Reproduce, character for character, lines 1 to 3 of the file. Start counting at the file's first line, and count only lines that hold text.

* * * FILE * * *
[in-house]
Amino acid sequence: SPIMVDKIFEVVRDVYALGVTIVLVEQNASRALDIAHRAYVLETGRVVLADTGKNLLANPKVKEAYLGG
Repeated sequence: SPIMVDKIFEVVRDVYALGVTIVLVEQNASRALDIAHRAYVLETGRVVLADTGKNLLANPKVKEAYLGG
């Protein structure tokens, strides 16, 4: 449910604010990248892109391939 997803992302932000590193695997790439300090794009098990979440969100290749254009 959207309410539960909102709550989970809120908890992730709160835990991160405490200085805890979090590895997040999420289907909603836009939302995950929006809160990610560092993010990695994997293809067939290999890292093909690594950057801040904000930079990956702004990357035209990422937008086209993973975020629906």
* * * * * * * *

[in-house]
Amino acid sequence: SPIMVDKIFEVVRDVYALGVTIVLVEQNASRALDIAHRAYVLETGRVVLADTGKNLLANPKVKEAYLGG
Repeated sequence: SPIMVDKIFEVVRDVYALGVTIVLVEQNASRALDIAHRAYVLETGRVVLADTGKNLLANPKVKEAYLGG